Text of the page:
343414.
Pearson, K. (1905). Das Fehlergesetz und seine Verallgemeinerungen durch Fechner und
Pearson. A Rejoinder. Biometrika, 4, 169212.
Snedecor, G.W. & Cochran, W.G. (1967). Statistical methods (6
th
ed.), Iowa State University
Press, Ames, Iowa.
Stuart, A. & Ord, J.K. (1994). Kendall’s advanced theory of statistics. Volume 1. Distribution
Theory. Sixth Edition. Edward Arnold, London.
Wuensch, K. L. (2005). Kurtosis. In B. S. Everitt & D. C. Howell (Eds.), Encyclopedia of
statistics in behavioral science (pp. 1028  1029). Chichester, UK: Wiley.
Wuensch, K. L. (2005). Skewness. In B. S. Everitt & D. C. Howell (Eds.), Encyclopedia of
statistics in behavioral science (pp. 1855  1856). Chichester, UK: Wiley.
Links
 http://core.ecu.edu/psyc/wuenschk/StatHelp/KURTOSIS.txt  a log of email discussions on
the topic of kurtosis, most of them from the EDSTAT list.
 http://core.ecu.edu/psyc/WuenschK/docs30/Platykurtosis.jpg  distribution of final grades in
PSYC 2101 (undergrad stats), Spring, 2007.
 Kurtosis – slide show with histograms of the distributions presented in Table 2 above
 Table 2 – data from Table 2, SPSS format
Copyright 2011, Karl L. Wuensch  All rights reserved.
Return to My Statistics Lessons Page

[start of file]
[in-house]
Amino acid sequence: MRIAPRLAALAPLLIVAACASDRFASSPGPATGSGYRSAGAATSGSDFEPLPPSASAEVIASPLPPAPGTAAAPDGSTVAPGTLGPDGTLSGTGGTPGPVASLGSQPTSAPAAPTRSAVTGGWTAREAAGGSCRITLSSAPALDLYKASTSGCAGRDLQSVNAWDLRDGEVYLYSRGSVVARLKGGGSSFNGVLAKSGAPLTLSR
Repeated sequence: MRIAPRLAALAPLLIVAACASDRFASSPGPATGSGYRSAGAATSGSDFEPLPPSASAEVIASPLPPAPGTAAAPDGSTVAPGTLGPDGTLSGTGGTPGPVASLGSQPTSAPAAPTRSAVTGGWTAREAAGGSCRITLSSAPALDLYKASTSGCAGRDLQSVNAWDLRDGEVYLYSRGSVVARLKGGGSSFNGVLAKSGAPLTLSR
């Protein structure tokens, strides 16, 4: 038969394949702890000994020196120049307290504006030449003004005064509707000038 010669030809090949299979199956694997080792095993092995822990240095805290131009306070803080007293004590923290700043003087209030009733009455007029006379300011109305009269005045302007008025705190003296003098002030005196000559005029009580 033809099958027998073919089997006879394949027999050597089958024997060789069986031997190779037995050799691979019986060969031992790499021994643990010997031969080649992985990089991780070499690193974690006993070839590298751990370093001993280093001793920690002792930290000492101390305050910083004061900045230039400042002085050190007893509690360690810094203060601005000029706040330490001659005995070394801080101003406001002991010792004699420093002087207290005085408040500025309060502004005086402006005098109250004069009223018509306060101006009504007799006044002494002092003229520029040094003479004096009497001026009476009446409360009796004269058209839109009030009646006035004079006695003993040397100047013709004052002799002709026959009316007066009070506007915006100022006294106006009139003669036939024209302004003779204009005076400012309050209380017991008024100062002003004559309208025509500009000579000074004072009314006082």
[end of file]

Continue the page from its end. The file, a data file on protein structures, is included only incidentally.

it may be best to treat kurtosis as the extent to which scores are dispersed away from the shoulders of a . ( X )4 .” less flattopped distributions (2 > 0) as “leptokurtic. Normal distributions have zero skewness. with a standard error of approximately 24 / n (Snedecor. which I quote here: “Platykurtic curves have shorter „tails‟ than the normal curve of error and leptokurtic longer „tails. Great skewness may motivate the researcher to investigate outliers. While one could use this sampling distribution to construct confidence intervals for or tests of hypotheses about 2. Of course.” and 2 . there is rarely any value in doing so. a distribution can be perfectly symmetric but far from normal.3. Also see Skewness and the Relative Positions of Mean. noted for lepping.” even though it was Pearson who defined kurtosis as 2 . it is often appropriate to describe a leptokurtic distribution as “fat in the tails” and a platykurtic distribution as “thin in the tails. An unbiased estimator for 2 is n(n 1) Z 4 3(n 1) 2 g2 . Transformations commonly employed to reduce (positive) skewness include square root. where the first figure represents platypus and the second kangaroos.2 It is important for behavioral researchers to notice skewness when it appears in their data. Median.3 (often symbolized with 2 ) as “kurtosis excess” or “Fisher‟s kurtosis. 1967). Accordingly. Moors (1986) demonstrated that 2 Var (Z 2 ) 1. g2 may be (n 1)( n 2)( n 3) (n 2)( n 3) where 2 distributed approximately normally. 160) published a cute description of kurtosis. Biometrika. Kurtosis is actually more influenced by scores in the tails of the distribution than scores in the center of a distribution (DeCarlo. & Cochran. For large sample sizes (n > 1000).” See Student‟s drawings. Pearson (1905) introduced kurtosis as a measure of how flat the top of a symmetric distribution is when compared to a normal distribution of the same variance. 19.” and equally flattopped distributions as “mesokurtic” (2 0). 1967). Accordingly. one should take into consideration the estimated skewness of the population. 2 is often referred to as “Pearson‟s kurtosis. and Mode Kurtosis Karl Pearson (1905) defined a distribution‟s degree of kurtosis as 2 3 . the expected value of the distribution of Z scores which have n 4 been raised to the 4th power. He referred to more flattopped distributions (2 < 0) as “platykurtic. log.‟ I myself bear in mind the meaning of the words by the above memoria technica. and reciprocal transformations. When making decisions about which measure of location to report (means being drawn in the direction of the skew) and which inferential statistic to employ (one which assumes normality or one which does not).” Student (1927.